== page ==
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Are happy days finally here again for the real estate world, or are we still wobbling along without a sign of solid recovery? It appears that the answer depends on which data reports you are reading.
The latest construction spending numbers released by the U.S. Census Bureau of the Department of Commerce found a scant 0.1 percent increase in June, with a seasonally adjusted annual rate of $1,064.6 billion. Still June’s level was 12 percent higher on a year-over year basis, and the first half of 2015 saw $482.7 billion in construction spending, which is 8 percent above the $446.8 billion for the same period in 2014.
Spending on private construction was at a seasonally adjusted annual rate of $766.4 billion, a miniscule 0.5 percent below the revised May estimate of $770 billion, while residential construction was at a seasonally adjusted annual rate of $371.6 billion in June, an equally miniscule 0.4 percent above the revised May estimate of $370.0 billion. Nonresidential construction was at a seasonally adjusted annual rate of $394.8 billion in June, 1.3 percent below the revised May estimate of $400 billion.
While the construction data would appear to give the impression of stagnation, the new “Advance Read of July Trends” from Realtor.com plays up the concept of a healthy residential market.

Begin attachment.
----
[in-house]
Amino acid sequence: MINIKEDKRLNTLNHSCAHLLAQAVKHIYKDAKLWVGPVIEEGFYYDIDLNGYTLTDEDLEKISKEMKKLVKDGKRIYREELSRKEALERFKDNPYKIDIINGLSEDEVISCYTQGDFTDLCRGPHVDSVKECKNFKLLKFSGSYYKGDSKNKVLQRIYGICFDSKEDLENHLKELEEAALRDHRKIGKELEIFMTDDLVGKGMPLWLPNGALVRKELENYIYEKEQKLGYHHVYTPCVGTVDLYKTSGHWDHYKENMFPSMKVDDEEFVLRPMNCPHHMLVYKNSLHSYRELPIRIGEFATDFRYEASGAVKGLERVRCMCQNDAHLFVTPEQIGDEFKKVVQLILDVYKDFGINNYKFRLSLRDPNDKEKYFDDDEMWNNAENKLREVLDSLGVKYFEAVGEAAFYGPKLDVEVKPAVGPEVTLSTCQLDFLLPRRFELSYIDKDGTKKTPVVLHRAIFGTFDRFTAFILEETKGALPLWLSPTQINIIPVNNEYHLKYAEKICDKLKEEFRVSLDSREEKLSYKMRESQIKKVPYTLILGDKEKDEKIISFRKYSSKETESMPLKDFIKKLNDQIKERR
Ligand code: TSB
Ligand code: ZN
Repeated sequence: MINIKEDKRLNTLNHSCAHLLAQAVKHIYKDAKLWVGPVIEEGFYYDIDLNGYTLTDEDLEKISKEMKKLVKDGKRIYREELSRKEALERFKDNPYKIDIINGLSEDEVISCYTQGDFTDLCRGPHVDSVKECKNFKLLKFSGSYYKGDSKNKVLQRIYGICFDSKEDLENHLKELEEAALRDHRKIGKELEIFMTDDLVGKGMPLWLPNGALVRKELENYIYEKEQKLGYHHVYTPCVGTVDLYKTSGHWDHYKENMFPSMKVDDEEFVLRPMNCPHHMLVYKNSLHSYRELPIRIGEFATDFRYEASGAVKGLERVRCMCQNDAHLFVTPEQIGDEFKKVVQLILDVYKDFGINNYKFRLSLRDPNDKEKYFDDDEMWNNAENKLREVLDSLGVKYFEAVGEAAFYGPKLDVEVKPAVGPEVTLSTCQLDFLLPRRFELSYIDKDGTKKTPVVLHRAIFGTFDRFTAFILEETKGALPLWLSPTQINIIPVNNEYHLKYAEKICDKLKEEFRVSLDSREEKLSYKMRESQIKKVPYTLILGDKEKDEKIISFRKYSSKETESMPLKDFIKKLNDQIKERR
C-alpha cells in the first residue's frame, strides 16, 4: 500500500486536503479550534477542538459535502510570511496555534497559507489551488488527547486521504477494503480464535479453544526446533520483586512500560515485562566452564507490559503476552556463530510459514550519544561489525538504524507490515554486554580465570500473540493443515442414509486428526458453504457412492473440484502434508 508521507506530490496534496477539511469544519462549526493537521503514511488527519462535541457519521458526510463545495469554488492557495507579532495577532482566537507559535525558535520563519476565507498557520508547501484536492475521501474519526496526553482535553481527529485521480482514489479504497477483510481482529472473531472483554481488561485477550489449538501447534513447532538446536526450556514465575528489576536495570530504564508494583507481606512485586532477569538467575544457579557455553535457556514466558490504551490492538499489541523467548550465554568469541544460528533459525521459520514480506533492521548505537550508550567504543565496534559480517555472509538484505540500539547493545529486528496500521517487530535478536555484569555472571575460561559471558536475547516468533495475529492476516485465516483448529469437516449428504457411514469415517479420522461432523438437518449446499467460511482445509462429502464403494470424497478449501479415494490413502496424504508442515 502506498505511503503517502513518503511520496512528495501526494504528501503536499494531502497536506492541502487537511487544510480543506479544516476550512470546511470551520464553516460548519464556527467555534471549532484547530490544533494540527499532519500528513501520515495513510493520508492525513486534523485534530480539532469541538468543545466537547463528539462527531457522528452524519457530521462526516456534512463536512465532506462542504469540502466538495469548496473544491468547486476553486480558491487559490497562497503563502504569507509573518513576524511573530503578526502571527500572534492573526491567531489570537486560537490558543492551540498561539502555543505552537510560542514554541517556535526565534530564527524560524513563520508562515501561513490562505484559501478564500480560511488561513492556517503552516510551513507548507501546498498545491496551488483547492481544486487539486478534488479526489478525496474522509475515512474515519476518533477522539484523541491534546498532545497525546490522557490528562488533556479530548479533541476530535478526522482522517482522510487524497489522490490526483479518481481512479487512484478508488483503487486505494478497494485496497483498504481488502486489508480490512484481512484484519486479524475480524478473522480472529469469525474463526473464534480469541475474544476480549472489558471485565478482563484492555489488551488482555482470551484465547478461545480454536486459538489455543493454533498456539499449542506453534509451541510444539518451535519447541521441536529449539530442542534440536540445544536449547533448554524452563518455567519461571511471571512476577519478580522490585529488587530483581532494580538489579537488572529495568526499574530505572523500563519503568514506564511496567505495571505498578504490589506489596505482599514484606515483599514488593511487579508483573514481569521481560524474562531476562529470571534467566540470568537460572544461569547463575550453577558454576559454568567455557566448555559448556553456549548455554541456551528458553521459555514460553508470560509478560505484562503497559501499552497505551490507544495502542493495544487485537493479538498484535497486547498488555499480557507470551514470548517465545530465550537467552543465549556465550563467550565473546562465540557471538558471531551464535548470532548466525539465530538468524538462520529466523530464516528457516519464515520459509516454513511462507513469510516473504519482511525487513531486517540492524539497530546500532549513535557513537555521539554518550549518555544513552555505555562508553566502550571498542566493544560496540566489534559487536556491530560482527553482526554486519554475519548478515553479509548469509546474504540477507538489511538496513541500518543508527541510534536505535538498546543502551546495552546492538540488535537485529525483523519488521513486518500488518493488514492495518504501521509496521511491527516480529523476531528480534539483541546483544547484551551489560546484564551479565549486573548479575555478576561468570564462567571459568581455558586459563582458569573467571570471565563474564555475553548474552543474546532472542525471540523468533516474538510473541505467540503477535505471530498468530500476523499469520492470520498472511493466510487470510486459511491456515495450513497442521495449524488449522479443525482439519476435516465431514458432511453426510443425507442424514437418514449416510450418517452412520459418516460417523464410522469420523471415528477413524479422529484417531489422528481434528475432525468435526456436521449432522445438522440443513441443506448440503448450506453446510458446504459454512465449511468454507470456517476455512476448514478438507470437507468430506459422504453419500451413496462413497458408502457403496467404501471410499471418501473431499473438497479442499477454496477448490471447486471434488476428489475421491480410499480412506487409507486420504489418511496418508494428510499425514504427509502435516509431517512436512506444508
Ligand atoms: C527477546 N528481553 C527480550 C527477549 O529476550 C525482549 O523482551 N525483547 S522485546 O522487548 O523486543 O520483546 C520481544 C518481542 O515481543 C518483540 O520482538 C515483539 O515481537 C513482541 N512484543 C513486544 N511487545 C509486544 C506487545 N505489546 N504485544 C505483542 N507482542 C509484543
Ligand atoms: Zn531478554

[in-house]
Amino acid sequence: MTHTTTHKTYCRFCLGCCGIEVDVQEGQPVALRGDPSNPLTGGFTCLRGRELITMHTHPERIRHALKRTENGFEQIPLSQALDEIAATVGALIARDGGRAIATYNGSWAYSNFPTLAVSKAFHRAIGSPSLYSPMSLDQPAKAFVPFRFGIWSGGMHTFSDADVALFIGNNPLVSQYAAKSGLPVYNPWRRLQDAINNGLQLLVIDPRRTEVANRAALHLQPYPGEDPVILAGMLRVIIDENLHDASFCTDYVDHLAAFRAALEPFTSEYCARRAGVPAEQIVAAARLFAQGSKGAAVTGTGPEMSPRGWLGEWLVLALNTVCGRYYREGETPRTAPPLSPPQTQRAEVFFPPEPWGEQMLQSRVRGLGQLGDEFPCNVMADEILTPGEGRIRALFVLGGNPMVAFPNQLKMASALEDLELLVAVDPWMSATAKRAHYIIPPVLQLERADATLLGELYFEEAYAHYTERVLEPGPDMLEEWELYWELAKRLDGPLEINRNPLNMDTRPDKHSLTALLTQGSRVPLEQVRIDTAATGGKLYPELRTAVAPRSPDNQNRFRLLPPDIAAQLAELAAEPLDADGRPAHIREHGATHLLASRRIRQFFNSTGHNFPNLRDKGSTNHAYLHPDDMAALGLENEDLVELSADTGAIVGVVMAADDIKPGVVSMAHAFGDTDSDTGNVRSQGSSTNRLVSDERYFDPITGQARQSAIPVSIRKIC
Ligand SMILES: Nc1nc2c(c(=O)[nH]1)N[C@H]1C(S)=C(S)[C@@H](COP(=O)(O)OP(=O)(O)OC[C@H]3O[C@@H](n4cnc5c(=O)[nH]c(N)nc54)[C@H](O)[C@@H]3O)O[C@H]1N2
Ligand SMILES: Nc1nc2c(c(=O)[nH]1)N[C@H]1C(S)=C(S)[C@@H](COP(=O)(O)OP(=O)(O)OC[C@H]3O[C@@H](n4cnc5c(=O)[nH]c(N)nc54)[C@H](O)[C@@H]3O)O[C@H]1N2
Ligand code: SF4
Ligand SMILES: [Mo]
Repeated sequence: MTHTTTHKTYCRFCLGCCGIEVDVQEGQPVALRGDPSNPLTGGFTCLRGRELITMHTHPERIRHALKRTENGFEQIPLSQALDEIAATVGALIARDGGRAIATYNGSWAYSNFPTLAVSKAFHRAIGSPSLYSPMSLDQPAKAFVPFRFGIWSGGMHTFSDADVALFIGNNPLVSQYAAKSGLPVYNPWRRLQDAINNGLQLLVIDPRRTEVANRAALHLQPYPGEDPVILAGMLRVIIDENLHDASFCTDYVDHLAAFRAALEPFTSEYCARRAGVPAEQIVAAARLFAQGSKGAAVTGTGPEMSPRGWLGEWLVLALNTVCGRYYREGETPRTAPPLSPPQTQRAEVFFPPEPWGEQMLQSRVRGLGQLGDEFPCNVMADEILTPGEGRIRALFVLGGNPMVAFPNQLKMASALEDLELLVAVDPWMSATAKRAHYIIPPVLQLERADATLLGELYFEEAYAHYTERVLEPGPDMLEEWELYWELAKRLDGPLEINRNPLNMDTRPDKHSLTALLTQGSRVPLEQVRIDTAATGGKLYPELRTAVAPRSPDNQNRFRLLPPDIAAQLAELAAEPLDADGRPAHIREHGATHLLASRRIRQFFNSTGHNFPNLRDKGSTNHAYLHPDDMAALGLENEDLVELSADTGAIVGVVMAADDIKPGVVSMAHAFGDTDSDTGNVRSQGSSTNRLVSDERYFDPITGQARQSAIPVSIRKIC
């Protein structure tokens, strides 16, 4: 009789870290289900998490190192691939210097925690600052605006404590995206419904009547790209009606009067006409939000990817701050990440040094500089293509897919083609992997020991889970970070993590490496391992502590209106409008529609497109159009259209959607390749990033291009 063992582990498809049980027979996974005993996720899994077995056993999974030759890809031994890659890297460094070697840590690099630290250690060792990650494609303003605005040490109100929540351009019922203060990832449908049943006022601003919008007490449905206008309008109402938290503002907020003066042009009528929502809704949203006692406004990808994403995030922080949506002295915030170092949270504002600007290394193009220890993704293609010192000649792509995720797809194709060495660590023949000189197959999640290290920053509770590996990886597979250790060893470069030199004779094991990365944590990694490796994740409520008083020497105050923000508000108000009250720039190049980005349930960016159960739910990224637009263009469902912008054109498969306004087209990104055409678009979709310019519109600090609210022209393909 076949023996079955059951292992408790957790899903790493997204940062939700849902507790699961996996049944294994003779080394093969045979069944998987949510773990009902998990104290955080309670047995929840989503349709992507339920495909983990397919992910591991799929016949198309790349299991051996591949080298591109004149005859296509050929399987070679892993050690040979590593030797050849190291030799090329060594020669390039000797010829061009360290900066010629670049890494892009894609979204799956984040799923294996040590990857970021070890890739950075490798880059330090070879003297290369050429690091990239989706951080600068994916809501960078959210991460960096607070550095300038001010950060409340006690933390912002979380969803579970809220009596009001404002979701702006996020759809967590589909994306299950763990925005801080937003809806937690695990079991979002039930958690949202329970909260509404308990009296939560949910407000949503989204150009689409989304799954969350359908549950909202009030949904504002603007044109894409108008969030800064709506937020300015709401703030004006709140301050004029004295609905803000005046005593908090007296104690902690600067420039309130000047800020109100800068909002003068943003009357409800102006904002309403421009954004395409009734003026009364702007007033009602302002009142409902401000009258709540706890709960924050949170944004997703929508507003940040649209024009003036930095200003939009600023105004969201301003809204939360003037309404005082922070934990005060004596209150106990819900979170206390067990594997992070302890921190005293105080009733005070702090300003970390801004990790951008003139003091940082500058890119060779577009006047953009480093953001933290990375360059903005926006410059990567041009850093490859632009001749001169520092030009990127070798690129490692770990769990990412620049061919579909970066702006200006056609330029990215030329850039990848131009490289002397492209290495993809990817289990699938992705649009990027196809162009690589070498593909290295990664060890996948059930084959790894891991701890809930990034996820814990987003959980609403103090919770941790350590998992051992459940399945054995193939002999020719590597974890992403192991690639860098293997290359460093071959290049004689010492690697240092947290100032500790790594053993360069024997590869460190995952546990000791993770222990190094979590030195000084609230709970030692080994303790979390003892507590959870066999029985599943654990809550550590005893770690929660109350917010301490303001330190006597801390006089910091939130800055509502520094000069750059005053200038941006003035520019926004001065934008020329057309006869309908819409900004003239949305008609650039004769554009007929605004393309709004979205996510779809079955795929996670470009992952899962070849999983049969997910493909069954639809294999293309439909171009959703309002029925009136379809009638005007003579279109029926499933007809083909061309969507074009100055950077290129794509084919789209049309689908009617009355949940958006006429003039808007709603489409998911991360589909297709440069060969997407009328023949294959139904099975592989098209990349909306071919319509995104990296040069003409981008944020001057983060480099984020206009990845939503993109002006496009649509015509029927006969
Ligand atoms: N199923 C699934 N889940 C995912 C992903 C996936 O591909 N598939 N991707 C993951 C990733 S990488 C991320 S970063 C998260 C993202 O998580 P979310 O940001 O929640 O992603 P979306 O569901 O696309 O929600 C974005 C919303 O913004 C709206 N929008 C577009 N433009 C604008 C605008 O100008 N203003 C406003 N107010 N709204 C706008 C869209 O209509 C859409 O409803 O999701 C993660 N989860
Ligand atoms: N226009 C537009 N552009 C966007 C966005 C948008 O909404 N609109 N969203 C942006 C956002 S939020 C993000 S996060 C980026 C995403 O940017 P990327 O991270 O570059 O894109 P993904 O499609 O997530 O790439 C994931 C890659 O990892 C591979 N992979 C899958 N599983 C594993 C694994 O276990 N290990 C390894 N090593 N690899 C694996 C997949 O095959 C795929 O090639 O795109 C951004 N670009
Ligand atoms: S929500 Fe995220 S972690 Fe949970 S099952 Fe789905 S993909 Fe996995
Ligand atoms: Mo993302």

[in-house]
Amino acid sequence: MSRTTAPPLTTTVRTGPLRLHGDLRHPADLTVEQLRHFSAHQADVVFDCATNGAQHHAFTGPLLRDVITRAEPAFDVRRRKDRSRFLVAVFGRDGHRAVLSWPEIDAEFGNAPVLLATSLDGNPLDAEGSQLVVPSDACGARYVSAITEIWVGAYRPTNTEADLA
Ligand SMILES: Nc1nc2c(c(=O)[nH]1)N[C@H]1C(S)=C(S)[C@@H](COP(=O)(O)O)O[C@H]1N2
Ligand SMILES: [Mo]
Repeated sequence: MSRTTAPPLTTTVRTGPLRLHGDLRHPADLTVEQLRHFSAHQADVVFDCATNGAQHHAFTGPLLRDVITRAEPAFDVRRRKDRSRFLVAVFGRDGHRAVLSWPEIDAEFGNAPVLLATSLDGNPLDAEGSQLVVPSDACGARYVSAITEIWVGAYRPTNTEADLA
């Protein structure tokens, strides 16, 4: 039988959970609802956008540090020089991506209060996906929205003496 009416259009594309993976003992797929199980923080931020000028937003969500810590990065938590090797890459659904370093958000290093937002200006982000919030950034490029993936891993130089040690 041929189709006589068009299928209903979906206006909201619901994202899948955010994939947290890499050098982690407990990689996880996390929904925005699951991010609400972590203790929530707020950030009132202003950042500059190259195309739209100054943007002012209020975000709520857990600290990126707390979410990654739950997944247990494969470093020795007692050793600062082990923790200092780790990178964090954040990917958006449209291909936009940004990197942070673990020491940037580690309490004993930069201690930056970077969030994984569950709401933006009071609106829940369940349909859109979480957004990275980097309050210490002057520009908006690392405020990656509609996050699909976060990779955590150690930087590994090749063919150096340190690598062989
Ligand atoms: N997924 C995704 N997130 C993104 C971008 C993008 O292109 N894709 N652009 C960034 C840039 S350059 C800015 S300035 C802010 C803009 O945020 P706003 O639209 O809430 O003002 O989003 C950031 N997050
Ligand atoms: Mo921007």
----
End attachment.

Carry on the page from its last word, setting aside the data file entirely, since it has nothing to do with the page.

“It’s typical to see a slackening in the pace of market activity during this time of year, due to back to school and the dog days of summer,” said Jonathan Smoke, chief economist at Realtor.com. “Increasing median days-on-market suggests the market is finding more of a balance, but demand is still strong. This bodes well for more moderate price appreciation in the months ahead.”
Smoke acknowledged that recent data reports have shown a market in flux in a month-by-month measurement—with existing home sales up and new home sales and pending home sales down. Nonetheless, he insisted that all numbers point to a strong future.
“We have reviewed the data and taking into account less than perfect seasonal adjustment techniques at a very seasonal time for housing and the differing baseline metrics used in the various indicators, we’re comfortable that the market remains strong despite of these recent mixed signals,” said Smoke.
Realtor.com also released its “Hotness Index” of markets that snagged the most views per listing on its Web site, with California’s San Francisco-Oakland-Hayward corridor snagging the first spot again. Twelve California markets were included in the Hotness Index top 20 listing, and Smoke paid particular attention to Yuba City, which came in at 14th in its first appearance in the top 20 section of this index.
“The city stands out with one attribute most of California lacks—affordability,” he said, adding that Yuba City also ranked as California’s fifth-least expensive market, thanks in large part to its quantity of affordable housing opportunities.